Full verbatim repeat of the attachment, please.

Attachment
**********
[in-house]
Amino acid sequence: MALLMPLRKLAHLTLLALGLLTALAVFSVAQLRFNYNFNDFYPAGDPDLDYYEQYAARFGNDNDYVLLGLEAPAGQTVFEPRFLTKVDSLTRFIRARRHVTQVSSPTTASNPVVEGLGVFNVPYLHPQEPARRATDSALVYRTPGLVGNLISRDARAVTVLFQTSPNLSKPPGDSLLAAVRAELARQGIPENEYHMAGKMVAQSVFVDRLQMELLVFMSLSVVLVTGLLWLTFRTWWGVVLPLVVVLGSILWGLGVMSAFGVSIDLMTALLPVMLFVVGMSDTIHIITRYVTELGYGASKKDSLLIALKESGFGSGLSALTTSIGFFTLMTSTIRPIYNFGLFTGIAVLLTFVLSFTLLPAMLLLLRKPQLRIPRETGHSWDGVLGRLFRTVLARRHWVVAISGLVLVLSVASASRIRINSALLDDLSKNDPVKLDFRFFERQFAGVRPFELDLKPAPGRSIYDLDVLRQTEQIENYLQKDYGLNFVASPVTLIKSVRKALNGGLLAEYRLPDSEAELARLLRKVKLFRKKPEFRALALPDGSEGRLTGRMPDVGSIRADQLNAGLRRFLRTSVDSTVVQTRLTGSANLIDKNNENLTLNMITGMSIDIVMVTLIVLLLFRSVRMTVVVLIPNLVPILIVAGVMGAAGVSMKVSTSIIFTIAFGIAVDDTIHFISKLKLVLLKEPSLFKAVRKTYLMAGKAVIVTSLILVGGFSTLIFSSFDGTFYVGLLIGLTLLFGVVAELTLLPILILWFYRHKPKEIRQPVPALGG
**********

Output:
[in-house]
Amino acid sequence: MALLMPLRKLAHLTLLALGLLTALAVFSVAQLRFNYNFNDFYPAGDPDLDYYEQYAARFGNDNDYVLLGLEAPAGQTVFEPRFLTKVDSLTRFIRARRHVTQVSSPTTASNPVVEGLGVFNVPYLHPQEPARRATDSALVYRTPGLVGNLISRDARAVTVLFQTSPNLSKPPGDSLLAAVRAELARQGIPENEYHMAGKMVAQSVFVDRLQMELLVFMSLSVVLVTGLLWLTFRTWWGVVLPLVVVLGSILWGLGVMSAFGVSIDLMTALLPVMLFVVGMSDTIHIITRYVTELGYGASKKDSLLIALKESGFGSGLSALTTSIGFFTLMTSTIRPIYNFGLFTGIAVLLTFVLSFTLLPAMLLLLRKPQLRIPRETGHSWDGVLGRLFRTVLARRHWVVAISGLVLVLSVASASRIRINSALLDDLSKNDPVKLDFRFFERQFAGVRPFELDLKPAPGRSIYDLDVLRQTEQIENYLQKDYGLNFVASPVTLIKSVRKALNGGLLAEYRLPDSEAELARLLRKVKLFRKKPEFRALALPDGSEGRLTGRMPDVGSIRADQLNAGLRRFLRTSVDSTVVQTRLTGSANLIDKNNENLTLNMITGMSIDIVMVTLIVLLLFRSVRMTVVVLIPNLVPILIVAGVMGAAGVSMKVSTSIIFTIAFGIAVDDTIHFISKLKLVLLKEPSLFKAVRKTYLMAGKAVIVTSLILVGGFSTLIFSSFDGTFYVGLLIGLTLLFGVVAELTLLPILILWFYRHKPKEIRQPVPALGG